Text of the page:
High school that's too good to win a windfall

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The Independent Online

Damp is rotting the gym, science classrooms are considered too dangerous for experiments, yet millions of pounds of local education funding is heading everywhere but Northolt High School. If any school illustrates the anomalies in the new system, it is Northolt, with 1,300 pupils, in Ealing, west London.

The nearest school to the south, Compton High, is about to be turned into a City Academy with £8m in government money and a £2m donation from a wealthy philanthropist, Alec Reed, chairman of Reed Executive plc.

Over the borough boundary to the north-east, in Harrow, plans are afoot for the refurbishment of a neighbouring secondary, Rooks Heath comprehensive, to be revamped and run by a commercial company under the private finance initiative.

The irony for Northolt is that it is not being denied funds because it is failing, but because it is not sufficiently special to deserve a windfall. "We're a successful school," says John Parry, the headteacher. "We've tripled the number of pupils getting five A* to C grade passes in the past 10 years, from 12 per cent to 38 per cent. We're oversubscribed. We've twice as many parents who want their children to come here as pupils we can take. It seems we're being penalised for success."

That is part of the problem. Ealing council singled out its southerly neighbour, Compton, for the City Academy project precisely because it was the worst-performing school in the borough. While Northolt's results went up after opting for grant maintained status under the previous Conservative administration, Compton's went down.

Following the route then favoured in Whitehall, Northolt opted out to preserve its sixth-form status when Ealing wanted all secondary schools to be for children only up to 16, with pupils transferring to tertiary college for A-levels. As one source put it: "Northolt helped turn Compton into a sink school."

To Northolt's north, Rooks, another secondary, and a cluster of nearby primaries will have a £40m facelift to turn them into prototypes of the all-action community schools favoured by Estelle Morris, the Secretary of State for Education. She wants schools open all hours to put on classes for adults as well as children.

Mr Parry added: "At present, we can't use our gym because damp under the floorboards has caused them to buckle. We're trying to get some money from the New Opportunities Fund [linked to the lottery] but it's been out of action for a year. We have seven science laboratories but we can use only five of them because the others are in a poor condition. It would take only £120,000 to refurbish them, not much when you think of the millions we're talking about."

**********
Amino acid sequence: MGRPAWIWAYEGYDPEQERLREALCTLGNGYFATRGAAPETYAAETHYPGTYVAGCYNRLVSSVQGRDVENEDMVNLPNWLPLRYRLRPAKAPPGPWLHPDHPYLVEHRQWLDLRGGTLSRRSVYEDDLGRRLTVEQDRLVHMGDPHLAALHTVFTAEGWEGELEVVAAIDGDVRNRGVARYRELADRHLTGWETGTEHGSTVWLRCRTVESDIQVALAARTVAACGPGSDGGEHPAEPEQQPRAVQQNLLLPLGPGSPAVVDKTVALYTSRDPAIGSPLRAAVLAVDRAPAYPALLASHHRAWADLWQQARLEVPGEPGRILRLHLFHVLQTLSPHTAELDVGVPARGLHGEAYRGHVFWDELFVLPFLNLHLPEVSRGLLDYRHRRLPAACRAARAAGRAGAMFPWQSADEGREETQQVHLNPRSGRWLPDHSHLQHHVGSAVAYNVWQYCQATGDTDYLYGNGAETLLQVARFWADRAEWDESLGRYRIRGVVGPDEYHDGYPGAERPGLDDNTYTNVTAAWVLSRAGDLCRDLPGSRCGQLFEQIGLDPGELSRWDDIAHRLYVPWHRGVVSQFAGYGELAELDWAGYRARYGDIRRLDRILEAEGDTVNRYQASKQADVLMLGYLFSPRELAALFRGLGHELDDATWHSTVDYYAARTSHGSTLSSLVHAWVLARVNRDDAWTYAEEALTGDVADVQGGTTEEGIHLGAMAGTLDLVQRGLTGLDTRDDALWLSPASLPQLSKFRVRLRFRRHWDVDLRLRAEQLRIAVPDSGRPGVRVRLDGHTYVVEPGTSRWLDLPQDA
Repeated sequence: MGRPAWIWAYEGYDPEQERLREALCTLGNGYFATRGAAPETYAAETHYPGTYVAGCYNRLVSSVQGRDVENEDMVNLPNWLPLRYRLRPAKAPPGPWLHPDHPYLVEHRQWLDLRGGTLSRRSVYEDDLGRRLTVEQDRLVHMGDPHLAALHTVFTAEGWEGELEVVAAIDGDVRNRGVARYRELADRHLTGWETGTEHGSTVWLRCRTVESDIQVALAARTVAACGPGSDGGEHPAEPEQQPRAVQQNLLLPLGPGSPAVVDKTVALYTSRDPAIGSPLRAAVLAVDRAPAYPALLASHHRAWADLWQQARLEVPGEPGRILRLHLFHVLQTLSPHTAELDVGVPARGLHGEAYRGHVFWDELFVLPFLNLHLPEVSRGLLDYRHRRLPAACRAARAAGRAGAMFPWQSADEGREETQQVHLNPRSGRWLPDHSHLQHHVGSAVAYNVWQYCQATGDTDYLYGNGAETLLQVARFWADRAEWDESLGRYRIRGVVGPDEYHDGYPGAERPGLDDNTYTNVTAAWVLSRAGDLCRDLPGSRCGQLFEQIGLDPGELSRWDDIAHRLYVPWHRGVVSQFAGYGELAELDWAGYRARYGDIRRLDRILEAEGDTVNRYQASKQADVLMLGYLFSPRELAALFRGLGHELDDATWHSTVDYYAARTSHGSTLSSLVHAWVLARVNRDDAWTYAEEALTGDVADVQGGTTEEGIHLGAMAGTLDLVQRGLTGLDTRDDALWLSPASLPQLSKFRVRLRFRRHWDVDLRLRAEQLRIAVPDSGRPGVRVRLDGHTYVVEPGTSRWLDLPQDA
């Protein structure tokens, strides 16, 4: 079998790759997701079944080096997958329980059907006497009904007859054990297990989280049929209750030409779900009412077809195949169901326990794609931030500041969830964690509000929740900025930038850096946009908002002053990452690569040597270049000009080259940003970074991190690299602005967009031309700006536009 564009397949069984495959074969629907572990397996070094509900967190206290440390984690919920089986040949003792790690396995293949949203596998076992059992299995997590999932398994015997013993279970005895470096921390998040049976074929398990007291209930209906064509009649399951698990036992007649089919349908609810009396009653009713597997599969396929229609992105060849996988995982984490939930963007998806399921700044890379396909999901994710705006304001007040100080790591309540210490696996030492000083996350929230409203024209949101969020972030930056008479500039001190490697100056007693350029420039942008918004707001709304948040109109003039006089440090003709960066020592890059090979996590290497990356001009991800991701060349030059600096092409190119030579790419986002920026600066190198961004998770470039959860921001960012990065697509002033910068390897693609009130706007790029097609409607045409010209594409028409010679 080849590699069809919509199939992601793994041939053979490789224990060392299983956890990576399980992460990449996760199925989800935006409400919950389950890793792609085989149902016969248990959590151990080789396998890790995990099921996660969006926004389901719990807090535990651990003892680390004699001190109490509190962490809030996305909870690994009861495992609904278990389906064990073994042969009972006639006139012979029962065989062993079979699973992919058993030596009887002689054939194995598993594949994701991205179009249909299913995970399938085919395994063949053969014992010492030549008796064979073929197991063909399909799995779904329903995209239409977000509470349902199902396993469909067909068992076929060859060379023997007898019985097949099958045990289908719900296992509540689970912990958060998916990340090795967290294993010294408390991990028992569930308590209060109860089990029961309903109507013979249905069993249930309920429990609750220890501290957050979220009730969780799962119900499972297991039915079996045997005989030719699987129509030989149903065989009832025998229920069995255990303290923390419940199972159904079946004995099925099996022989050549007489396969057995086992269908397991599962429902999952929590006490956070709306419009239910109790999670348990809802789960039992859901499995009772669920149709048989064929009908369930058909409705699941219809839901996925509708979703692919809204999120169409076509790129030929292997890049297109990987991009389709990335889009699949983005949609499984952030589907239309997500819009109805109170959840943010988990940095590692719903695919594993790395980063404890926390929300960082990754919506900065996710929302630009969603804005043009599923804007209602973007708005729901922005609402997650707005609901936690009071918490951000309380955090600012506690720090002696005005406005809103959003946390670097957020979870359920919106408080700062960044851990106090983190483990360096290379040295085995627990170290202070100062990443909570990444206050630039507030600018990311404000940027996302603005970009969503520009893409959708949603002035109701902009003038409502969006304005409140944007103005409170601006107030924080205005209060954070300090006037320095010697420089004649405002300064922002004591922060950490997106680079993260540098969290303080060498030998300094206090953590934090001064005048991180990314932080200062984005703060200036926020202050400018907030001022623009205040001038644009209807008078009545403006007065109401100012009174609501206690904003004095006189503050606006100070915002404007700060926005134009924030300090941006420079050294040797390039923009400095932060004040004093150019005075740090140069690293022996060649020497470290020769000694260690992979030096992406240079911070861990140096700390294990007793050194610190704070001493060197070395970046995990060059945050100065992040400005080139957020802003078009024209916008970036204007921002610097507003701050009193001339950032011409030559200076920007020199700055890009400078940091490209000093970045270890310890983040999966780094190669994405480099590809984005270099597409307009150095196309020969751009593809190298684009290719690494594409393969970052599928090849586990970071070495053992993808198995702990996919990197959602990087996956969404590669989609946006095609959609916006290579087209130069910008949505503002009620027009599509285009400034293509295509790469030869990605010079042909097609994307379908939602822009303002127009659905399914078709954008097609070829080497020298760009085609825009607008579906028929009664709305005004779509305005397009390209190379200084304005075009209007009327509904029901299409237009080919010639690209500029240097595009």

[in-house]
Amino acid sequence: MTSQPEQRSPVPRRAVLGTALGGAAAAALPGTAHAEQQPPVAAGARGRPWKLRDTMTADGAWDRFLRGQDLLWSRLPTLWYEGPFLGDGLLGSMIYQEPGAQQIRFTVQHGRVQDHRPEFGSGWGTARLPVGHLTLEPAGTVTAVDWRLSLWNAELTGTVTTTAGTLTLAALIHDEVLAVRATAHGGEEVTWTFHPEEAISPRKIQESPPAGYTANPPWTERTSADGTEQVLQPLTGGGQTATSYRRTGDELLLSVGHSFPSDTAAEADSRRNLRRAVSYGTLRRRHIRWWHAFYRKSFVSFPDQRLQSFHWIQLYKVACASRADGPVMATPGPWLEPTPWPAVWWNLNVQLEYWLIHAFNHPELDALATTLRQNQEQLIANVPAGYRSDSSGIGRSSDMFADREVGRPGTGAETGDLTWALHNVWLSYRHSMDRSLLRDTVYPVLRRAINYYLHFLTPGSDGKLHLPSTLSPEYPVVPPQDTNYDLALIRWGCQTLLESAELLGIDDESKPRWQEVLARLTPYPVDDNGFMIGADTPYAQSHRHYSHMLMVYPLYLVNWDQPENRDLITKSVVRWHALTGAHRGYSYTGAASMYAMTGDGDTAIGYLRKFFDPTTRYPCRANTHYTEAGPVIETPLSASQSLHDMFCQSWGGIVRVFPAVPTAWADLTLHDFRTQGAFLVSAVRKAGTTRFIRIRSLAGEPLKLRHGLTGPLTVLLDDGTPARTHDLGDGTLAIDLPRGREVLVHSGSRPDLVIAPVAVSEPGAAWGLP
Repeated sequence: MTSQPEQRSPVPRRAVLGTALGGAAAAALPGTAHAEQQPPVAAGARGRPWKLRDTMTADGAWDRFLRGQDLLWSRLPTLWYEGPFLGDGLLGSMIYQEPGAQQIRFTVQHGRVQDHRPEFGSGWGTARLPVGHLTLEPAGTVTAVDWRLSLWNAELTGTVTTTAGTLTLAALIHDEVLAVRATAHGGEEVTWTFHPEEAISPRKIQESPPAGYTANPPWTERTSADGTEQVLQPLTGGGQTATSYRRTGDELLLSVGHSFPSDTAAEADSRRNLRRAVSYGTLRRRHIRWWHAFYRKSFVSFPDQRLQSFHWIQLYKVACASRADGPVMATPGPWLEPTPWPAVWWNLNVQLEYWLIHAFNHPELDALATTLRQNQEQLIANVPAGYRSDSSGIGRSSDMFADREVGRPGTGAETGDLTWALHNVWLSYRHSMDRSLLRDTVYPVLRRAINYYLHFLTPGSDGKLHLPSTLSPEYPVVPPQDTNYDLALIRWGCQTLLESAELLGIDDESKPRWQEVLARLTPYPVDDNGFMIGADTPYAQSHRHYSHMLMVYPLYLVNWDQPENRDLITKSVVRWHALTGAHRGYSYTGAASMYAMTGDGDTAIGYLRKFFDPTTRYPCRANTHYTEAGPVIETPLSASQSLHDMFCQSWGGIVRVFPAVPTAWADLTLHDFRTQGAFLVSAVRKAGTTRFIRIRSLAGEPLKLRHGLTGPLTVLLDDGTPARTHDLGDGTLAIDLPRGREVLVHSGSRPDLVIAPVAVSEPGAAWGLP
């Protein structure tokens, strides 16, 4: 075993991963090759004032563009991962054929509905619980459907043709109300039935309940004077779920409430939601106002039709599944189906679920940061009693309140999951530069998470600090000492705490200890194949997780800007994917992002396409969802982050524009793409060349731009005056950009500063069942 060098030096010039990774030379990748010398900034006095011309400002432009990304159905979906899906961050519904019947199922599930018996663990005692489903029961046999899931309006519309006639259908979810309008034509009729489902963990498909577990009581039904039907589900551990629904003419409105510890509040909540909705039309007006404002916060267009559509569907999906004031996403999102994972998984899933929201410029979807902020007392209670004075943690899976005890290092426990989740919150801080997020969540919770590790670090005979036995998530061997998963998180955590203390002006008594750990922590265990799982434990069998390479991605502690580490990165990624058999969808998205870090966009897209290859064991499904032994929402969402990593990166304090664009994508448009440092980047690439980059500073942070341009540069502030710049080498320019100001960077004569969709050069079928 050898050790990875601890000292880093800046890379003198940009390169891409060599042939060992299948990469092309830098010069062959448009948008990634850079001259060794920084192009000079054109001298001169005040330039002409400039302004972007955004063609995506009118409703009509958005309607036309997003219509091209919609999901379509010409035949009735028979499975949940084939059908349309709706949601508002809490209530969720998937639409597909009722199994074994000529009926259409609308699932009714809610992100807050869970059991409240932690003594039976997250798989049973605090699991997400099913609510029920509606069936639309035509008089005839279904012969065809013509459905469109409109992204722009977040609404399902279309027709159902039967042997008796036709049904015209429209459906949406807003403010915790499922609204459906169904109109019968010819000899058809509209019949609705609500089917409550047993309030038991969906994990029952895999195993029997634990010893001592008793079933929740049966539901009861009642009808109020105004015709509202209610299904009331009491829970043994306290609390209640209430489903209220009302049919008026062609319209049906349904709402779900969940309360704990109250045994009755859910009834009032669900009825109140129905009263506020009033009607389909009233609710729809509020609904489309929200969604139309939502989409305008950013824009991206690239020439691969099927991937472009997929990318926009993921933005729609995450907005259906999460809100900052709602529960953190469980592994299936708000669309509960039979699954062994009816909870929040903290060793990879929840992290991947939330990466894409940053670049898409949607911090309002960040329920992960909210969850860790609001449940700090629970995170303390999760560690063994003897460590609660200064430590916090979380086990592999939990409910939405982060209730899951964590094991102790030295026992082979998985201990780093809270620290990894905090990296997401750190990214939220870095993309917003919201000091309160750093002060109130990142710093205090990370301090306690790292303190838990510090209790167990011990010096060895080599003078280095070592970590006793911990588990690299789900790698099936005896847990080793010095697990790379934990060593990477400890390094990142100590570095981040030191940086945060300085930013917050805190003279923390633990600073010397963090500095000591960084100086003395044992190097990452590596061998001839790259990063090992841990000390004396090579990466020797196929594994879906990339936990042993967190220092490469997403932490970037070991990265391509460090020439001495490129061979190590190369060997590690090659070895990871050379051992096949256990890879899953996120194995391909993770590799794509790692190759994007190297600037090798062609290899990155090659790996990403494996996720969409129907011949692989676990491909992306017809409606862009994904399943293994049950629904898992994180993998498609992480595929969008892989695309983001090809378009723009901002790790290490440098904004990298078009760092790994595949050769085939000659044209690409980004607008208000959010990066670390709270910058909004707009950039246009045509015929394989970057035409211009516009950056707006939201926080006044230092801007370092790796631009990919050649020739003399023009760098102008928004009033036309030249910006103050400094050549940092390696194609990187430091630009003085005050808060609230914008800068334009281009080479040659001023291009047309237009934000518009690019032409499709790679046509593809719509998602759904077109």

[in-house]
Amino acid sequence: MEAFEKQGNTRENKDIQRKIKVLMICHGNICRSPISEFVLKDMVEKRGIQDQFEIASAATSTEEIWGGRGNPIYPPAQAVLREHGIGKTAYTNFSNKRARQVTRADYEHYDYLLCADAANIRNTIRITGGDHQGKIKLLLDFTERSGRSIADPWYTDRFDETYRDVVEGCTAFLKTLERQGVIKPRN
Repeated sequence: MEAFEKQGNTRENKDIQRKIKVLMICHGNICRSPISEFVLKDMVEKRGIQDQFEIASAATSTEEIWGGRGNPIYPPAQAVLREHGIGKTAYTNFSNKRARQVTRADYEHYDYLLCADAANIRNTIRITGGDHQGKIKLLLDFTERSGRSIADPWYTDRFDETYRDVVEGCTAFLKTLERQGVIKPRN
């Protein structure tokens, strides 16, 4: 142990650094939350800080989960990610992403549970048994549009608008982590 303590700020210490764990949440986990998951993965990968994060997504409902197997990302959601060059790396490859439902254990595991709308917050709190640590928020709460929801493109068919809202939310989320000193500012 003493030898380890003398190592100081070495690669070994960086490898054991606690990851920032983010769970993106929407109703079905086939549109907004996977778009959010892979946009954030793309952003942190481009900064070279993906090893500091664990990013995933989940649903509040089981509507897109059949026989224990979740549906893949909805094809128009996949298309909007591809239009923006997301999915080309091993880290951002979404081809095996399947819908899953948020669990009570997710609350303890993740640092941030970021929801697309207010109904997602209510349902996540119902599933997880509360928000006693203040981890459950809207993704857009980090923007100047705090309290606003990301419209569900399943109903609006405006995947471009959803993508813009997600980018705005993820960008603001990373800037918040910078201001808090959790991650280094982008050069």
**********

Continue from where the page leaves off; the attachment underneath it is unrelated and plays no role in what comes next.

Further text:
The education authority, Ealing, wanted to set up a City Academy at Compton because it saw that as the best way of pumping money into an under-performing school. The ideological commitment to the City Academy, under which the private sponsor can run the school, is more Whitehall's than Ealing's but the council believes Northolt has had more than its share of government largesse.

Mr Parry acknowledges the school benefited from opting out by "about a million pounds". On top of that there was the money from the sale of an adjacent playing field after a wrangle with the borough over who owned it. Northolt is building an Astroturf football pitch on the site with the proceeds. "But that is not the sort of money we're talking about now," Mr Parry says.

At the back of his mind is a worry that a reversal in fortunes between the two schools could jeopardise Northolt's improvements and its popularity with parents.

Mr Reed, the recruitment tycoon who is ploughing £2m into Compton, says he wants to turn around the school so parents in its catchment area stop sending their children elsewhere. The school is at the bottom of the local league table with only one pupil in five getting five top-grade GCSE passes. "We want everyone in the catchment area for this school to be confident in its ability so they want to send their children here," Mr Reed says. "We're not interested in cherry-picking kids who should be elsewhere."

But that still leaves Northolt with perhaps the least optimistic story in a tale of three schools. This sort of saga on the borders of Harrow, Hillingdon and Ealing is being played out all over the country because of the different schemes local education authorities can bid for. Many in the teaching profession would like to go back to the old days when resources were shared more evenly between neighbouring schools.

Doug McAvoy, general secretary of the National Union of Teachers, said: "Providing resources disproportionately for one school inevitably disadvantages another. We have emphasised again and again that disparities in resources force schools into disadvantaged positions for no good reason."

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